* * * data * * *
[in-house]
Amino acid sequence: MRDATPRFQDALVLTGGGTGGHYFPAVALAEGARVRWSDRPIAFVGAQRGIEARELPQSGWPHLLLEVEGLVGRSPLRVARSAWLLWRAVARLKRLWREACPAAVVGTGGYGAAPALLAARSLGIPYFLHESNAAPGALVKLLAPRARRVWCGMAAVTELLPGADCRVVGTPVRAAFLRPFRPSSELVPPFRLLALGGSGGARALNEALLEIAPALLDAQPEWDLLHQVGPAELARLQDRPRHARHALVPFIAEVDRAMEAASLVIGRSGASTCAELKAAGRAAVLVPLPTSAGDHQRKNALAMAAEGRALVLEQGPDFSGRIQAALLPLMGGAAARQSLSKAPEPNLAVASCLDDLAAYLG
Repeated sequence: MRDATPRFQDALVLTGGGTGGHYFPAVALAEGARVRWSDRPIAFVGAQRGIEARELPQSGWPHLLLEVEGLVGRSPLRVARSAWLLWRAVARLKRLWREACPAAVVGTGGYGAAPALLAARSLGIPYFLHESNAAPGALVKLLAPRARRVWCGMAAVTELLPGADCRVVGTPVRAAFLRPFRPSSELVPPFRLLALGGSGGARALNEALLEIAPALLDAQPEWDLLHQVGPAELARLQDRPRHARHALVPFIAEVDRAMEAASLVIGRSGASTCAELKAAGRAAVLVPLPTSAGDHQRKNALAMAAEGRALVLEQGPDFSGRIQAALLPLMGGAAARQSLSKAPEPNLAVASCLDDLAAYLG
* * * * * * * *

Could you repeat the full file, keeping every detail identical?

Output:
[in-house]
Amino acid sequence: MRDATPRFQDALVLTGGGTGGHYFPAVALAEGARVRWSDRPIAFVGAQRGIEARELPQSGWPHLLLEVEGLVGRSPLRVARSAWLLWRAVARLKRLWREACPAAVVGTGGYGAAPALLAARSLGIPYFLHESNAAPGALVKLLAPRARRVWCGMAAVTELLPGADCRVVGTPVRAAFLRPFRPSSELVPPFRLLALGGSGGARALNEALLEIAPALLDAQPEWDLLHQVGPAELARLQDRPRHARHALVPFIAEVDRAMEAASLVIGRSGASTCAELKAAGRAAVLVPLPTSAGDHQRKNALAMAAEGRALVLEQGPDFSGRIQAALLPLMGGAAARQSLSKAPEPNLAVASCLDDLAAYLG
Repeated sequence: MRDATPRFQDALVLTGGGTGGHYFPAVALAEGARVRWSDRPIAFVGAQRGIEARELPQSGWPHLLLEVEGLVGRSPLRVARSAWLLWRAVARLKRLWREACPAAVVGTGGYGAAPALLAARSLGIPYFLHESNAAPGALVKLLAPRARRVWCGMAAVTELLPGADCRVVGTPVRAAFLRPFRPSSELVPPFRLLALGGSGGARALNEALLEIAPALLDAQPEWDLLHQVGPAELARLQDRPRHARHALVPFIAEVDRAMEAASLVIGRSGASTCAELKAAGRAAVLVPLPTSAGDHQRKNALAMAAEGRALVLEQGPDFSGRIQAALLPLMGGAAARQSLSKAPEPNLAVASCLDDLAAYLG